The meals are rotten you had to fight for them. 400 in our mess and no butter.
Now that is quoting from your Diary again isn’t it?
Yes that’s right.
I have recorded here that you are getting to the instruction side at Chatham. Your Team Instructor was CPO Jones. Tell us about him and what he was teaching you?
He was appointed solely with the New Zealanders, he had 11 of us to put through a course: radio, radio theory, Morse Code and coding itself.
Paul one of the things you told me was on the 6th January 1941 you had your 21st birthday whilst you were in Chatham?
Tell us about that.
It was quite an event and not used to drinking rum and no knowing the Naval tradition at the time, which was to let each person or sailor around the table giving a sippers of your rum. I must have had too much because although it was snowing my mates carted me to the guardhouse after consulting with Chief Jones and left me there. I recovered in the morning in something like a cell I suppose at 4am I had something like dog biscuits and a drink of water and I was released at 8am.
We are now resuming this interview on the 2nd June 2003.
Paul you were talking about your time in barracks. You told me that there were a number of nationalities at Chatham with you.
Yes. A great number – Dutch, Balkan, Norwegian, Scotch.
These fellows had joined the Royal Navy and presumably spoke English?
I think most of the foreigners had escaped from their various countries and had been acquired by the Navy. Because the others, the Scotch and Irish, they joined I guess.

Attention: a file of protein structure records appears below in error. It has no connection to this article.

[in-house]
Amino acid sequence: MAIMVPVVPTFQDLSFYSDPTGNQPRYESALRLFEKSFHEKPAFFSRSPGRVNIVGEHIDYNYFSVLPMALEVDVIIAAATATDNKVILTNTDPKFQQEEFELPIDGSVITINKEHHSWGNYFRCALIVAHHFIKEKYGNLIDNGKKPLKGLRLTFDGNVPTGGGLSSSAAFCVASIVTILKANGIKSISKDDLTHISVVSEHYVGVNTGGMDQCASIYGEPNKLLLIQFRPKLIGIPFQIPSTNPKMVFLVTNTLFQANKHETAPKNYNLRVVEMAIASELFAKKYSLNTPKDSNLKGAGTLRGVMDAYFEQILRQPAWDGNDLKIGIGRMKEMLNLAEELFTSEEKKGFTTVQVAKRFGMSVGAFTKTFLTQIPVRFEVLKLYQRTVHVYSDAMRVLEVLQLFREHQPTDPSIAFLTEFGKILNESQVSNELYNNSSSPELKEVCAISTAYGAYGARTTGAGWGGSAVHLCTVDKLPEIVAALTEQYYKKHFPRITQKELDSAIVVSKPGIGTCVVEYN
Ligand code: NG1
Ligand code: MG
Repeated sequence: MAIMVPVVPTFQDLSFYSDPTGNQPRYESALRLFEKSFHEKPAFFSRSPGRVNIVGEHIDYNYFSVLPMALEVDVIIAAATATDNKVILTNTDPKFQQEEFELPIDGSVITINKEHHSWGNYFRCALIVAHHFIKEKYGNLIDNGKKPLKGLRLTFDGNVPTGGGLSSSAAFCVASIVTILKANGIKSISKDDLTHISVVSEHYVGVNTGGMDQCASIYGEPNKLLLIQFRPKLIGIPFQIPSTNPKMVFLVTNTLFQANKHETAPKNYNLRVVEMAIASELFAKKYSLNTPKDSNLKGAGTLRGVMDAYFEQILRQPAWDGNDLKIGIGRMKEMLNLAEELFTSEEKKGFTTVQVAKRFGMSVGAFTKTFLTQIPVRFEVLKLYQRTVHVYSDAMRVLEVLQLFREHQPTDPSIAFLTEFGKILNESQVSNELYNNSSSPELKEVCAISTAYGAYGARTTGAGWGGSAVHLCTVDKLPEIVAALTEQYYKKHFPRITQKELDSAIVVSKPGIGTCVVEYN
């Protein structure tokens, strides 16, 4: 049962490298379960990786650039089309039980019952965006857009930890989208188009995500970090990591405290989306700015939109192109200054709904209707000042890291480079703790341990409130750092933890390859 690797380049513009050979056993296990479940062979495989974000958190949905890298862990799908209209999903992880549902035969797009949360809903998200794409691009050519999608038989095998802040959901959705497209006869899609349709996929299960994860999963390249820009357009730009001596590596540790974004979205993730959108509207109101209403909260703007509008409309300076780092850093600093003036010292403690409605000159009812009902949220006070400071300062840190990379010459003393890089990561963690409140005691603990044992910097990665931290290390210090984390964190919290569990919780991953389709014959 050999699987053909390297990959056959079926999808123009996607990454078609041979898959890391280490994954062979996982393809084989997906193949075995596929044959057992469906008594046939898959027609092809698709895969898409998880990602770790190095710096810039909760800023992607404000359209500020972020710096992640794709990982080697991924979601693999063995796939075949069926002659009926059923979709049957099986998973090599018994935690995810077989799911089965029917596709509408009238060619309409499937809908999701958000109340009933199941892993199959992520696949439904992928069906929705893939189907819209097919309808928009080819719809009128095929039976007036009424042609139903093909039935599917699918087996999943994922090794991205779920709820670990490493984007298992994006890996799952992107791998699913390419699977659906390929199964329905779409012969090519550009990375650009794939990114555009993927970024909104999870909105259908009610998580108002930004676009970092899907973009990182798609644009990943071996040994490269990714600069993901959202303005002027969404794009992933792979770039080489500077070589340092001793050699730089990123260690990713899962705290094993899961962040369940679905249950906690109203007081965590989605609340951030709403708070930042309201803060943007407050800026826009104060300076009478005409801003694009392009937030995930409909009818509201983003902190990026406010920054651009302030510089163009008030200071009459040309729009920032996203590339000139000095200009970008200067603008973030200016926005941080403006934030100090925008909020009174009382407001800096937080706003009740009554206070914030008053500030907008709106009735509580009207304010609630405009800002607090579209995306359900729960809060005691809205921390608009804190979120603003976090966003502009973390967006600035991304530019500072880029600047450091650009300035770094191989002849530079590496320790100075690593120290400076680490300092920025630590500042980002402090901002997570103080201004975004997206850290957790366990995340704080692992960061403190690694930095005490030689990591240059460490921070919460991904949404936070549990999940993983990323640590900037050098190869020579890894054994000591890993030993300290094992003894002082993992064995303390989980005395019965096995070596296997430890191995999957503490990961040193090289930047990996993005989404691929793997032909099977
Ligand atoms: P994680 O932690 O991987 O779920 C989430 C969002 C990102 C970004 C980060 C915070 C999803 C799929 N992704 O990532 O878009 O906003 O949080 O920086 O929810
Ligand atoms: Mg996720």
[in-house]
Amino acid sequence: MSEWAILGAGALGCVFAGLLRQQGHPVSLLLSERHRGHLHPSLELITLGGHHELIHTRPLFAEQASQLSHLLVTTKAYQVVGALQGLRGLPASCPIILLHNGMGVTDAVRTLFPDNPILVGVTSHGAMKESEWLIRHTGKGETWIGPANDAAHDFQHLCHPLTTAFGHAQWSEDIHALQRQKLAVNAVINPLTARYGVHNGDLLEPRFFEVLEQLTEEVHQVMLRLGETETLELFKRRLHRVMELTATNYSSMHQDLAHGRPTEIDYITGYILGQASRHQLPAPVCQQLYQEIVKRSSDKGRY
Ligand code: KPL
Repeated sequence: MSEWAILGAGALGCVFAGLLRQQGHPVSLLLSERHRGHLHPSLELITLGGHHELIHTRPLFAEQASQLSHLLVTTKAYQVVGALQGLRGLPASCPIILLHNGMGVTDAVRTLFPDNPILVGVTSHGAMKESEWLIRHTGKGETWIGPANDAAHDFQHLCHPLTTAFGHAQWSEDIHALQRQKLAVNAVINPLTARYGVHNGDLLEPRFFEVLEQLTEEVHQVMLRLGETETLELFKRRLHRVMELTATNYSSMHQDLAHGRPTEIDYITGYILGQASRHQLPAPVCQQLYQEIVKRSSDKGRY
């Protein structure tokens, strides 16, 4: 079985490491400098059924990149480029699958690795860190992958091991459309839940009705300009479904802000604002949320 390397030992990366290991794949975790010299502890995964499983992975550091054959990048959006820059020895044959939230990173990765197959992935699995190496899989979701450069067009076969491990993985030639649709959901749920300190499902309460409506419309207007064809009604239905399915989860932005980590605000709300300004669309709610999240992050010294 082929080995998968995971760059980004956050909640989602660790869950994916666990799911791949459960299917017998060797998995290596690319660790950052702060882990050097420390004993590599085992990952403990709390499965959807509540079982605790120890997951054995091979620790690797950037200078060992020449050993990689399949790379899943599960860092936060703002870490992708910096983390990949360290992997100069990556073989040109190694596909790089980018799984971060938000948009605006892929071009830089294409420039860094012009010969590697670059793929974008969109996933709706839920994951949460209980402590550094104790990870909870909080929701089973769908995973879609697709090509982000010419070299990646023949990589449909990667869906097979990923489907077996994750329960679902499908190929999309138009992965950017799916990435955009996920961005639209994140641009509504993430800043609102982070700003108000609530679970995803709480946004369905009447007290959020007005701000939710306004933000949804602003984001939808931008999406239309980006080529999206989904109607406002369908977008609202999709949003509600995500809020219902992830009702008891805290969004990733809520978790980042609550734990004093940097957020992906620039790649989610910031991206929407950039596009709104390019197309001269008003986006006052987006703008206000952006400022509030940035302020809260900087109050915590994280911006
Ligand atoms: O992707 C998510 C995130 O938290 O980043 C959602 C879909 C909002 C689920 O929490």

Now this also gives rise to one of your group of eleven called Alf Topi, tell us about Alf?
Alf was a Maori from Ruapuke Island which is south of Stewart Island. At that time he was working as telegraphist in the Post Office in Wellington but he was from Ruapuke. He was one of the ones who joined with us of the initial eleven. Alf was a good bloke and I got on very well with him as a matter of fact. He was the only Maori amongst us who joined. After his 5 months training in Chatham as far as I remember he was appointed to either a Minesweeper or a Landing Craft, I just can’t recall altogether. But during our training period I used to go into Chatham Barracks sometimes, from Chatham to London, and he would be with a few of us and socialise with us, but he was a bit of a loner in many ways. I think he felt his race and there were no Maoris at all in the UK that I can recall apart from him and so it was a bit of an ordeal for him I suppose. Despite of that he was a good fellow.
One incident, he was staying at the Victoria League Club when a landmine hit it and he came sliding down the girders with blood coming away from his hands and he lost everything and so we came to his aid, the four of us, and gave him a few bob.
Paul you have shown me a newspaper article that is dated May 1977 which talks about Alf Topi and the fact that he eventually left Wellington and went down to Ruapuke Island where he was the sole resident with his second wife.
That is correct.
Where they had this extensive garden.
His transport was on the back of a horse. I don’t think he had any vehicle on that Island. I just happened to be reading about it that one time and I haven’t heard of him ever since. But he is mentioned in “Port Preservation”… in that book I showed you.
Now this takes us to your first posting on the new Battleship DUKE OF YORK tell us about that?